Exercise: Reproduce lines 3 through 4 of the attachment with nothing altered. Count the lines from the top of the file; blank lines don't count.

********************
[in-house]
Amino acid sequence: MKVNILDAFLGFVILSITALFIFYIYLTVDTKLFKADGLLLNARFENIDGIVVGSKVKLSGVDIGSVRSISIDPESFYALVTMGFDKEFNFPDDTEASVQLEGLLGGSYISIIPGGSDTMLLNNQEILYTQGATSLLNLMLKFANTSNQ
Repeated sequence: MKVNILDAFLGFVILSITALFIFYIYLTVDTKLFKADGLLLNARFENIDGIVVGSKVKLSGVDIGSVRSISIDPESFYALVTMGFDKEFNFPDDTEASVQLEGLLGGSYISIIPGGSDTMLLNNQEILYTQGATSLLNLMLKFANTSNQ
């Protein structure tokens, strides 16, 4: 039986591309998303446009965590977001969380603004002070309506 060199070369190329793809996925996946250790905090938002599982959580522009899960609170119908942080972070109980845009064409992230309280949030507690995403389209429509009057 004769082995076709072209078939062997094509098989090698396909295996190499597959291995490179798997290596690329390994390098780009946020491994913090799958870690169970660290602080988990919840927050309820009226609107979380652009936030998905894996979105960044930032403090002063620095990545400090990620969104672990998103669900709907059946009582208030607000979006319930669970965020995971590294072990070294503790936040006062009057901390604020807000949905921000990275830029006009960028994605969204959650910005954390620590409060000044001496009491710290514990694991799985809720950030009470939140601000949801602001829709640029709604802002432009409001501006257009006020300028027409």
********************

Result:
Repeated sequence: MKVNILDAFLGFVILSITALFIFYIYLTVDTKLFKADGLLLNARFENIDGIVVGSKVKLSGVDIGSVRSISIDPESFYALVTMGFDKEFNFPDDTEASVQLEGLLGGSYISIIPGGSDTMLLNNQEILYTQGATSLLNLMLKFANTSNQ
């Protein structure tokens, strides 16, 4: 039986591309998303446009965590977001969380603004002070309506 060199070369190329793809996925996946250790905090938002599982959580522009899960609170119908942080972070109980845009064409992230309280949030507690995403389209429509009057 004769082995076709072209078939062997094509098989090698396909295996190499597959291995490179798997290596690329390994390098780009946020491994913090799958870690169970660290602080988990919840927050309820009226609107979380652009936030998905894996979105960044930032403090002063620095990545400090990620969104672990998103669900709907059946009582208030607000979006319930669970965020995971590294072990070294503790936040006062009057901390604020807000949905921000990275830029006009960028994605969204959650910005954390620590409060000044001496009491710290514990694991799985809720950030009470939140601000949801602001829709640029709604802002432009409001501006257009006020300028027409």